Saturday, April 25, 2009

Who's Who In Knickerbocker Village History: Salvatore Albert Lombino, aka Evan Hunter

I recently learned from Marion Fox, a KV resident of 72 years, that Evan Hunter lived in Knickerbocker Village for a brief time after returning home from World War II.
yotube description
Evan Hunter aka Ed McBain talks about learning the techniques of mystery writing in the 1950s, pulp fiction, "The Blackboard Jungle", defining his different identities and style. The interview took place at The Mysterious Bookshop in New York, in 1984.

Evan Hunter (born Salvatore Albert Lombino October 15, 1926 July 6, 2005) was a prolific American author and screenwriter. Though he was a successful and well-known writer using the Evan Hunter name (a name he legally adopted in 1952), he was perhaps even better known as Ed McBain, a name he used for most of his crime fiction, beginning in 1956.
Evan Hunter was born and raised as Salvatore Lombino in New York City, living in East Harlem until the age of 12, at which point his family moved to the Bronx. He attended Olinville Junior High School, then Evander Childs High School, before winning an Art Students League scholarship. Later, he was admitted as an art student at Cooper Union.
Lombino served in the Navy in World War II, writing several short stories while serving aboard a destroyer in the Pacific. However, none of these stories were published until after he had established himself as an author in the 1950s.
After the war, Lombino returned to New York and studied at Hunter College, majoring in English, with minors in dramatics and education. He published a weekly column in the Hunter College newspaper as "S.A. Lombino".
While looking to start a career as a writer, Lombino took a variety of jobs, including 17 days as a teacher at Bronx Vocational High School in September 1950. This experience would later form the basis for his 1954 novel The Blackboard Jungle.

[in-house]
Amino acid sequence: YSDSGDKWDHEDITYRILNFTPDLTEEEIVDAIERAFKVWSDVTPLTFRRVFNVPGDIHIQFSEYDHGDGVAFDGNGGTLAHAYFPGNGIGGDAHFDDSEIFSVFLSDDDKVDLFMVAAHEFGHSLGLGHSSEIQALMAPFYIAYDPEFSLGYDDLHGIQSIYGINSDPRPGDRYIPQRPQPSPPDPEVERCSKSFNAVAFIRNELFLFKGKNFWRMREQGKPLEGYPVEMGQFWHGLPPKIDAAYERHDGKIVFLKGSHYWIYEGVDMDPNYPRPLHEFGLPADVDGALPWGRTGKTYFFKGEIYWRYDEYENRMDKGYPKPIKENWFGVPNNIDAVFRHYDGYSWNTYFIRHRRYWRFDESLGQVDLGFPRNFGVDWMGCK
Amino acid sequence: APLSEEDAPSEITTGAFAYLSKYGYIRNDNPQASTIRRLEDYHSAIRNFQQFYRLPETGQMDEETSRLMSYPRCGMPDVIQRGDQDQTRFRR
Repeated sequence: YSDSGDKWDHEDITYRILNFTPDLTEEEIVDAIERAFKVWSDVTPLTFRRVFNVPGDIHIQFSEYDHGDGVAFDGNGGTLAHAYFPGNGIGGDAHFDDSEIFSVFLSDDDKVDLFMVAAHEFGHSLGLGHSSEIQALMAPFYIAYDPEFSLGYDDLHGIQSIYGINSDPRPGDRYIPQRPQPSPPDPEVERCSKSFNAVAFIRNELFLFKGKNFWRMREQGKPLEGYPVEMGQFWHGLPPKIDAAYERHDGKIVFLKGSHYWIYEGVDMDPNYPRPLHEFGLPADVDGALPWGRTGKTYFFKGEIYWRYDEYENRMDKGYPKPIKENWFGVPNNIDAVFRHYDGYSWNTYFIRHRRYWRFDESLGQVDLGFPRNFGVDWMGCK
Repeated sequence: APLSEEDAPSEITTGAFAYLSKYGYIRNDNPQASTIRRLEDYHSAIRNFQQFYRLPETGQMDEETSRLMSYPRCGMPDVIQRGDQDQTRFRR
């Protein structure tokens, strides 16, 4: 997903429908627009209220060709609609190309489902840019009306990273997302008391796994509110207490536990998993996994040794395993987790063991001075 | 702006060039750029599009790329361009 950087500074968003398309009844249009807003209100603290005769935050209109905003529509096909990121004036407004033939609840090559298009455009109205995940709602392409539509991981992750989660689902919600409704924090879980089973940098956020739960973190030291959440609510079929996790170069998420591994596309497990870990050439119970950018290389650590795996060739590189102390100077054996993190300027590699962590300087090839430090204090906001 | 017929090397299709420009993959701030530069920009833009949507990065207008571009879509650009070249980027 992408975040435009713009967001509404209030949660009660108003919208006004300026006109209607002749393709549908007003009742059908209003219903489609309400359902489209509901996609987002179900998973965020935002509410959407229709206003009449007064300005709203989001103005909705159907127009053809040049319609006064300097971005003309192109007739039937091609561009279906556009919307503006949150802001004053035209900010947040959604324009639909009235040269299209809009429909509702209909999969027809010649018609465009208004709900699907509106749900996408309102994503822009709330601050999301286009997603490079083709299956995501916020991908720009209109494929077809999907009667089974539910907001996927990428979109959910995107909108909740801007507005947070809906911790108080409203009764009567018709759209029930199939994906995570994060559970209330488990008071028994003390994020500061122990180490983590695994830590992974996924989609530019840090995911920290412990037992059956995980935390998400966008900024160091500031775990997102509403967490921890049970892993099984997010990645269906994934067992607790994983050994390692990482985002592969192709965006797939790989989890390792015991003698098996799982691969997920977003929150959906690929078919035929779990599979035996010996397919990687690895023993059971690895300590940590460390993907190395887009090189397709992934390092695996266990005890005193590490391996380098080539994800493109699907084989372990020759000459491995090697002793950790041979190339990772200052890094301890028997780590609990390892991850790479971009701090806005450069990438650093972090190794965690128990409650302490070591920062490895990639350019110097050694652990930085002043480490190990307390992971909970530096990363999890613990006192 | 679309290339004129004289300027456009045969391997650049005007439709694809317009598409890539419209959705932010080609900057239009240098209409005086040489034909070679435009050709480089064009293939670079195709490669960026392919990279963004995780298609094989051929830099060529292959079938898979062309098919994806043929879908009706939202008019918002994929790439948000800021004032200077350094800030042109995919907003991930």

In 1951, Lombino took a job as an Executive Editor for the Scott Meredith Literary Agency, working with authors such as Arthur C. Clarke, P.G. Wodehouse, Lester del Rey, Poul Anderson, and Richard S. Prather, among others. He made his first professional short-story sale that same year, a science-fiction tale entitled "Welcome Martians", credited to S.A. Lombino.
Soon after his initial sale, Lombino sold stories under the pen names "Evan Hunter" and "Hunt Collins". The name "Evan Hunter" is generally believed to have been derived from two schools he attended, Evander Childs High School and Hunter College, although the author himself would never confirm that. (He did confirm that the name "Hunt Collins" was derived from Hunter College.)
Lombino legally changed his name to Evan Hunter in May 1952, after an editor told him that a novel he wrote would sell more copies if credited to "Evan Hunter" than it would if it were credited to "S.A. Lombino". Thereafter, he used the name Evan Hunter both personally and professionally.
As Evan Hunter, he gained fame with his 1954 novel The Blackboard Jungle, which dealt with juvenile crime and the New York City public school system. In 1955, the book was made into a movie.